Motoaki Sano* and Tomoyoshi Tamura Pages 650 - 658 ( 9 )
Background: Mounting evidence indicates that hydrogen gas (H2) is a versatile therapeutic agent, even at very low, non-combustible concentrations. The Chinese National Health and Medical Commission recently recommended the use of inhaled H2 in addition to O2 therapy in the treatment of COVID-19-associated pneumonia, and its effects extend to anti-tumor, anti-inflammatory and antioxidant actions.
Summary: In this review, we have highlighted key findings from preclinical research and recent clinical studies demonstrating that H2 reduces the organ damage caused by ischemia-reperfusion. We have also outlined the critical role this effect plays in a variety of medical emergencies, including myocardial infarction, hemorrhagic shock, and out-of-hospital cardiac arrest, as well as in organ transplantation. H2 is compared with established treatments such as targeted temperature management, and we have also discussed its possible mechanisms of action, including the recently identified suppression of TNF-α-mediated endothelial glycocalyx degradation by inhaled H2. In addition, our new method that enables H2 gas to be easily transported to emergency settings and quickly injected into an organ preservation solution at the site of donor organ procurement have been described.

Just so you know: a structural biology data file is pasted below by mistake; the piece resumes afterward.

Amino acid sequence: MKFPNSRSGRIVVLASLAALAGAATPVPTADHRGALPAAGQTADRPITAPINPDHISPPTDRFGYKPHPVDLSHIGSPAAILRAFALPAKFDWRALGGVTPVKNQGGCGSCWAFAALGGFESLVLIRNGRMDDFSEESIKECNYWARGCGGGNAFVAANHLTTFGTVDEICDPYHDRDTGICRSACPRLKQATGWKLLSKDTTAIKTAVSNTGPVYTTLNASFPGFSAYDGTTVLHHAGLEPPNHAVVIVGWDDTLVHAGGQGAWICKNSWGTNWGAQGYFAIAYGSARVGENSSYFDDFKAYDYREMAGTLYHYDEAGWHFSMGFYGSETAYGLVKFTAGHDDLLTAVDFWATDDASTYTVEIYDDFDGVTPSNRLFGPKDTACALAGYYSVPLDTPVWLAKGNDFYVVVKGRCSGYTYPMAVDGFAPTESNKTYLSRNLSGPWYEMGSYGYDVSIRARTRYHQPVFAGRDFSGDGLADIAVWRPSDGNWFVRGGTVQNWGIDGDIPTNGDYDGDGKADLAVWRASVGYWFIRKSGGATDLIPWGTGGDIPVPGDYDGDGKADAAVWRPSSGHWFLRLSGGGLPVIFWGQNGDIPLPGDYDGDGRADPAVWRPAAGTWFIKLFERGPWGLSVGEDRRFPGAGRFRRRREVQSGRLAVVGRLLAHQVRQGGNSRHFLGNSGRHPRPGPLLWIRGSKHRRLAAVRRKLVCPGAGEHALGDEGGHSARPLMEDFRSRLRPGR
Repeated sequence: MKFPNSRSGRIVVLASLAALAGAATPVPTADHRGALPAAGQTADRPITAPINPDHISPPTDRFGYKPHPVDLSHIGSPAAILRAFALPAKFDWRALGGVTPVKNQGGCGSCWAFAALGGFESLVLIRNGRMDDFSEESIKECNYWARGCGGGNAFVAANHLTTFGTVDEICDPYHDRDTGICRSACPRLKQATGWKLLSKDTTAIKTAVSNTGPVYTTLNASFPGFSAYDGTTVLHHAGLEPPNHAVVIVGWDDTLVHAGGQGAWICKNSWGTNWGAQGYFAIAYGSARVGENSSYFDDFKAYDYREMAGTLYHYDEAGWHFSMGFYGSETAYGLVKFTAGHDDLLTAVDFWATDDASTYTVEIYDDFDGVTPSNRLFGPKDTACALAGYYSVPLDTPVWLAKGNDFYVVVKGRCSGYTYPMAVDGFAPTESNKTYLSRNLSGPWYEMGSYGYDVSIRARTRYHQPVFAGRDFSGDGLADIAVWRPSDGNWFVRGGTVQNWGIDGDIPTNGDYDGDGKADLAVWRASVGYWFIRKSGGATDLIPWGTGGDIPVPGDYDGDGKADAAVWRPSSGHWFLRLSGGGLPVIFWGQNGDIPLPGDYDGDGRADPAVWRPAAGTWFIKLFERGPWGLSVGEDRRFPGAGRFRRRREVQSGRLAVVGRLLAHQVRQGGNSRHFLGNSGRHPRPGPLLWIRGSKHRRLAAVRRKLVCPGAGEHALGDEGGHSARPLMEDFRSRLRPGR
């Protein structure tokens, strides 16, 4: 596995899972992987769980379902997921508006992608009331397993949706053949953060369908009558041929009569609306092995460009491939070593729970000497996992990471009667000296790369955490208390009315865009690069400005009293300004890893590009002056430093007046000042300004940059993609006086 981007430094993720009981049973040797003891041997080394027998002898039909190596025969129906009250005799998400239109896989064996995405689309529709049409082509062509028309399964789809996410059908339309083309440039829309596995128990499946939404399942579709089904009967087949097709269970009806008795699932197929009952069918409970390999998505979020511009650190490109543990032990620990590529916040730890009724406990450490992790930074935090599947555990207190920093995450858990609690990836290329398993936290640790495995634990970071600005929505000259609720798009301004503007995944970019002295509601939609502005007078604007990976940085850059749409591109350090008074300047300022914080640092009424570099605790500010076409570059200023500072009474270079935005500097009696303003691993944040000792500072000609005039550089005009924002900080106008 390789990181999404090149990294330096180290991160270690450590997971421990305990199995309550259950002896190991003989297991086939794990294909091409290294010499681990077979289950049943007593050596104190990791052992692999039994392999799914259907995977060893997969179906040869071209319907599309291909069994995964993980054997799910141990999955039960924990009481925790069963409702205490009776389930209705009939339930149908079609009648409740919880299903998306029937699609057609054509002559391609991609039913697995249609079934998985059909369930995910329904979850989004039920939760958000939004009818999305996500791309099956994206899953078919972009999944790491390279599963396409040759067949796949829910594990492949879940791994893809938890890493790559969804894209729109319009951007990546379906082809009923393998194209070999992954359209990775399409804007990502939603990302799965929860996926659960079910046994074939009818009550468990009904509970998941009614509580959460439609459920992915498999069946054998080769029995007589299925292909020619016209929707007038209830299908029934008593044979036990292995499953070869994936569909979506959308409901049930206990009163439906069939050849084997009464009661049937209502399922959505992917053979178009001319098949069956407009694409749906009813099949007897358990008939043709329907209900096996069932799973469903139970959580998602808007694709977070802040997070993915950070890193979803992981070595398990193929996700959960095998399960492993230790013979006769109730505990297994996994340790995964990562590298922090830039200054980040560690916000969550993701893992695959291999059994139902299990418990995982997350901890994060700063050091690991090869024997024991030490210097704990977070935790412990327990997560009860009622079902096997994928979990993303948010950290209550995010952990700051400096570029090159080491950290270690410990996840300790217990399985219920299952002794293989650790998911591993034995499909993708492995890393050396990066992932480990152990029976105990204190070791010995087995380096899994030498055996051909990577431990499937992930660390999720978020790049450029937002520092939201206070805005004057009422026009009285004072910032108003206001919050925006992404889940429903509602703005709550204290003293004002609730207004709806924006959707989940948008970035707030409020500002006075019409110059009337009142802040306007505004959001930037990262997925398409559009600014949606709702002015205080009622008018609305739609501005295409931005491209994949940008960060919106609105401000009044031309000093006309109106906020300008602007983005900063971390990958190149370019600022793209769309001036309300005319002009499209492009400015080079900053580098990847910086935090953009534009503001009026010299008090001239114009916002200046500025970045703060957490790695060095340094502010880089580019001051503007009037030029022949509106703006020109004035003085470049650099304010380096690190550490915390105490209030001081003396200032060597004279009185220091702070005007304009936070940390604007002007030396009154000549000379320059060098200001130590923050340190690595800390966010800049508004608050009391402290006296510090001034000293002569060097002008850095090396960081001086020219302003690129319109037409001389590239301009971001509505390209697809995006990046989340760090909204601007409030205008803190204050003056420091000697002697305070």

Conclusion: H2 is an easily administered, inexpensive and well-tolerated agent that is highly effective for a wide range of conditions in emergency medicine, as well as for preserving donated organs.
Myocardial infarction, post-cardiac arrest syndrome, hemorrhagic shock, organ transplantation, COVID-19, Hyperbaric hydrogen gas (H2).
Department of Cardiology, Keio University School of Medicine, Tokyo, Department of Cardiology, Keio University School of Medicine, Tokyo